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*fn*: February 22, 1984.



Marshall, J., delivered the opinion of the Court, in which Burger, C. J., and White, Blackmun, and Powell, JJ., joined. O'connor, J., filed a dissenting opinion, in which Brennan, Rehnquist, and Stevens, JJ., joined, post, p. 501.

Author: Marshall

[ 465 U.S. Page 484]

 JUSTICE MARSHALL delivered the opinion of the Court.

These consolidated cases present the question whether officers of a private, nonprofit corporation administering and expending federal community development block grants are "public officials" for purposes of the federal bribery statute. 18 U. S. C. § 201(a).


In 1979, the city of Peoria received two federal block grants from the Department of Housing and Urban Development (HUD). The first was a $400,000 Community Development Block Grant; the second a $638,000 Metro Reallocation Grant. Both grants were funded through the Housing and Community Development Act of 1974 (HCDA), 88 Stat. 633, as amended, 42 U. S. C. §§ 5301-5320 (1976 ed. and Supp. V). Under that Act, the Secretary of HUD is authorized to dispense federal block grants to state and local governments and nonprofit community organizations for urban renewal programs such as the rehabilitation of residential structures, code enforcement in deteriorating areas, and the construction of public works projects.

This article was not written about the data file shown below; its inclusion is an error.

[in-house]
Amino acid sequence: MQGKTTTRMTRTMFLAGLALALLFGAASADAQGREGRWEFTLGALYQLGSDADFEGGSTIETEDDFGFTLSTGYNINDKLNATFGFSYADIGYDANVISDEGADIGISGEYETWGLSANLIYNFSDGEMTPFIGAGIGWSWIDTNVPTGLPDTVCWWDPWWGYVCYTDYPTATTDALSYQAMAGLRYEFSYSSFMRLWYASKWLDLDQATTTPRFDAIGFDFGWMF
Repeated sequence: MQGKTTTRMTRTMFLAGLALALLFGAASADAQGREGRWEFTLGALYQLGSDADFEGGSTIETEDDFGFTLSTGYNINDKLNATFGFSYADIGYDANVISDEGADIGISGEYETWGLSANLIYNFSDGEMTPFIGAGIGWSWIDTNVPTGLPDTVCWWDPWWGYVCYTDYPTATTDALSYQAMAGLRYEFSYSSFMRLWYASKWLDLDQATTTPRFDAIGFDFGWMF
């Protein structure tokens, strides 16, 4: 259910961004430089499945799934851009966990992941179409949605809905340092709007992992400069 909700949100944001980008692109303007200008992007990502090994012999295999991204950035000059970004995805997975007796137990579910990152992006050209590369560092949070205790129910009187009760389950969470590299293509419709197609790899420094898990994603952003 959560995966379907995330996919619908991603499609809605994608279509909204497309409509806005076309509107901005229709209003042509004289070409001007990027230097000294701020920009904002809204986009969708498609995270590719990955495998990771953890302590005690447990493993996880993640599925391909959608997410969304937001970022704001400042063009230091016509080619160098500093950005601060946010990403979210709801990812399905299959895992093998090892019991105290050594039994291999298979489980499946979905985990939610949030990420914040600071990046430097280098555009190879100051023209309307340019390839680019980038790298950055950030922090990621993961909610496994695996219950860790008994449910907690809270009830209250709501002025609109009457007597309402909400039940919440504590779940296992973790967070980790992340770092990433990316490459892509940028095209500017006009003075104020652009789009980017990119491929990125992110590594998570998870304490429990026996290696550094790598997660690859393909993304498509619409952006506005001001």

The city of Peoria subsequently designated United Neighborhoods, Inc. (UNI), a community-based, social-service organization, to be the city's subgrantee in charge of the administration of the federal block grant funds.*fn1 UNI in turn hired petitioner Dixson to serve as the corporation's Executive Director and petitioner Hinton as its Housing Rehabilitation Coordinator. Petitioner Dixson was responsible for the general supervision of UNI's programs, including fiscal control and execution of contracts. Petitioner Hinton's duties included contracting with persons applying for housing rehabilitation assistance, and contracting with demolition firms.

[ 465 U.S. Page 485]

     A federal grand jury named petitioners in an 11-count indictment filed on March 12, 1981. The indictment charged that petitioners, as "public officials" under 18 U. S. C. § 201(a), had sought a series of bribes in return for "being influenced in their performance of an official act in respect to the awarding of housing rehabilitation contracts" in violation of 18 U. S. C. §§ 201(c)(1),(2).

According to the Government's evidence at trial, petitioners used their positions to extract $42,694 in kickbacks from contractors seeking to work on UNI's housing rehabilitation projects. One contractor testified how he was approached by petitioner Hinton and persuaded to pay petitioners 10 percent of each housing rehabilitation contract that petitioners awarded him. The contractor explained that on 10 occasions, he received first draw checks from UNI for 20 percent of the contract price, deposited the check at his bank, and paid half the amount of the check in cash to petitioners. A second contractor testified as to substantially the same arrangement.